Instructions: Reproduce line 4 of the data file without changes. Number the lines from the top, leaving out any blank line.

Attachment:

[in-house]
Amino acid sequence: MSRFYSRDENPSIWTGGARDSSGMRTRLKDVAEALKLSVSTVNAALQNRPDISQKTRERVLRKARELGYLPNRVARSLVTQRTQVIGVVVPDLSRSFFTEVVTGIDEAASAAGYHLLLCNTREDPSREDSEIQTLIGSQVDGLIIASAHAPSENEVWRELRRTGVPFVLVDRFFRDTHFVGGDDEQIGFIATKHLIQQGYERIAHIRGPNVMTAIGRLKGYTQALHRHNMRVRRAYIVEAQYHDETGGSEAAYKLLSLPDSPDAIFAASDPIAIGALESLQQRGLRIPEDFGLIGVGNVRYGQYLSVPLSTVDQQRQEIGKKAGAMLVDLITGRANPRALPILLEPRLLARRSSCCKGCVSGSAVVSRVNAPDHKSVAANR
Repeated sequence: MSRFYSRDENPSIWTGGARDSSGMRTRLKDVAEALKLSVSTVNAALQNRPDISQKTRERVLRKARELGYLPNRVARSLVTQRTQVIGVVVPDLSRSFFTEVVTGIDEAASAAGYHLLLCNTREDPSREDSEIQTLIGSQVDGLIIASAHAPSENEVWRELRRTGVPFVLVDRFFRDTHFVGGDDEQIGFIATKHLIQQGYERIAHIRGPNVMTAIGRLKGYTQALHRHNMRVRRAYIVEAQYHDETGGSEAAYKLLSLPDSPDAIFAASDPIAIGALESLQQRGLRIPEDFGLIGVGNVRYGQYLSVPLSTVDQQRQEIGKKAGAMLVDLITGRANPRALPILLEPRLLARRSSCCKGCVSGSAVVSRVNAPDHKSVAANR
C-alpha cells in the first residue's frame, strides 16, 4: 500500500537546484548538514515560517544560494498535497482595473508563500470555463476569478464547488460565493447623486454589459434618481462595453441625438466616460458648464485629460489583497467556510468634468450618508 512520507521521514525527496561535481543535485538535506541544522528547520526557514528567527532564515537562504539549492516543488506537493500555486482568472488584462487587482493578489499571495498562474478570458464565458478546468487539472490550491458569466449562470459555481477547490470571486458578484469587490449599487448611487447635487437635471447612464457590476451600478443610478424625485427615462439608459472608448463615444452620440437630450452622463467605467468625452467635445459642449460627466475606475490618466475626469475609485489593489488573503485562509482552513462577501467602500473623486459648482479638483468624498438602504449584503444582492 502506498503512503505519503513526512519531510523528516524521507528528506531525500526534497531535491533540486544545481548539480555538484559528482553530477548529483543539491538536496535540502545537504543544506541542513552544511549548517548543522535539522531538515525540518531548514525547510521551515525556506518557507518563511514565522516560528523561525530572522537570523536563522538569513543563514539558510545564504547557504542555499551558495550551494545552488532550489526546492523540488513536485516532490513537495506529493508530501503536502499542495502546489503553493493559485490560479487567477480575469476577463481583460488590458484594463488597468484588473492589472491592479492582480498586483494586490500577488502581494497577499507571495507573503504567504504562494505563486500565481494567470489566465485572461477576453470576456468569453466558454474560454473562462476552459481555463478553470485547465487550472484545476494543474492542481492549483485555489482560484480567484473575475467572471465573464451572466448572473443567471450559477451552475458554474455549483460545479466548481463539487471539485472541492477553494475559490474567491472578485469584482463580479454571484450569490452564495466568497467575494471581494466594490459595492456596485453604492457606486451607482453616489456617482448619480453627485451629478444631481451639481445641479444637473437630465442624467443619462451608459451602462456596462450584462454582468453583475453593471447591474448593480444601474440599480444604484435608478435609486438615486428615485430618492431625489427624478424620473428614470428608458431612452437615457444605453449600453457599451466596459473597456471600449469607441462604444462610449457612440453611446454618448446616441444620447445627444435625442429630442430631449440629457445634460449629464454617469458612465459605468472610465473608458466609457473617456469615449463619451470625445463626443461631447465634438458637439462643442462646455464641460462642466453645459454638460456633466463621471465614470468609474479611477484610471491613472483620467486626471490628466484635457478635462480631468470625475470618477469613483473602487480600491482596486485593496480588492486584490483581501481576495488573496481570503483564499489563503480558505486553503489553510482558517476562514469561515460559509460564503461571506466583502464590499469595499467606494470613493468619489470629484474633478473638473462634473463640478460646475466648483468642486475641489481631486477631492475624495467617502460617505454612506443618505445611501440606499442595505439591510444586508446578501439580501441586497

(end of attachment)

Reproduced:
C-alpha cells in the first residue's frame, strides 16, 4: 500500500537546484548538514515560517544560494498535497482595473508563500470555463476569478464547488460565493447623486454589459434618481462595453441625438466616460458648464485629460489583497467556510468634468450618508 512520507521521514525527496561535481543535485538535506541544522528547520526557514528567527532564515537562504539549492516543488506537493500555486482568472488584462487587482493578489499571495498562474478570458464565458478546468487539472490550491458569466449562470459555481477547490470571486458578484469587490449599487448611487447635487437635471447612464457590476451600478443610478424625485427615462439608459472608448463615444452620440437630450452622463467605467468625452467635445459642449460627466475606475490618466475626469475609485489593489488573503485562509482552513462577501467602500473623486459648482479638483468624498438602504449584503444582492 502506498503512503505519503513526512519531510523528516524521507528528506531525500526534497531535491533540486544545481548539480555538484559528482553530477548529483543539491538536496535540502545537504543544506541542513552544511549548517548543522535539522531538515525540518531548514525547510521551515525556506518557507518563511514565522516560528523561525530572522537570523536563522538569513543563514539558510545564504547557504542555499551558495550551494545552488532550489526546492523540488513536485516532490513537495506529493508530501503536502499542495502546489503553493493559485490560479487567477480575469476577463481583460488590458484594463488597468484588473492589472491592479492582480498586483494586490500577488502581494497577499507571495507573503504567504504562494505563486500565481494567470489566465485572461477576453470576456468569453466558454474560454473562462476552459481555463478553470485547465487550472484545476494543474492542481492549483485555489482560484480567484473575475467572471465573464451572466448572473443567471450559477451552475458554474455549483460545479466548481463539487471539485472541492477553494475559490474567491472578485469584482463580479454571484450569490452564495466568497467575494471581494466594490459595492456596485453604492457606486451607482453616489456617482448619480453627485451629478444631481451639481445641479444637473437630465442624467443619462451608459451602462456596462450584462454582468453583475453593471447591474448593480444601474440599480444604484435608478435609486438615486428615485430618492431625489427624478424620473428614470428608458431612452437615457444605453449600453457599451466596459473597456471600449469607441462604444462610449457612440453611446454618448446616441444620447445627444435625442429630442430631449440629457445634460449629464454617469458612465459605468472610465473608458466609457473617456469615449463619451470625445463626443461631447465634438458637439462643442462646455464641460462642466453645459454638460456633466463621471465614470468609474479611477484610471491613472483620467486626471490628466484635457478635462480631468470625475470618477469613483473602487480600491482596486485593496480588492486584490483581501481576495488573496481570503483564499489563503480558505486553503489553510482558517476562514469561515460559509460564503461571506466583502464590499469595499467606494470613493468619489470629484474633478473638473462634473463640478460646475466648483468642486475641489481631486477631492475624495467617502460617505454612506443618505445611501440606499442595505439591510444586508446578501439580501441586497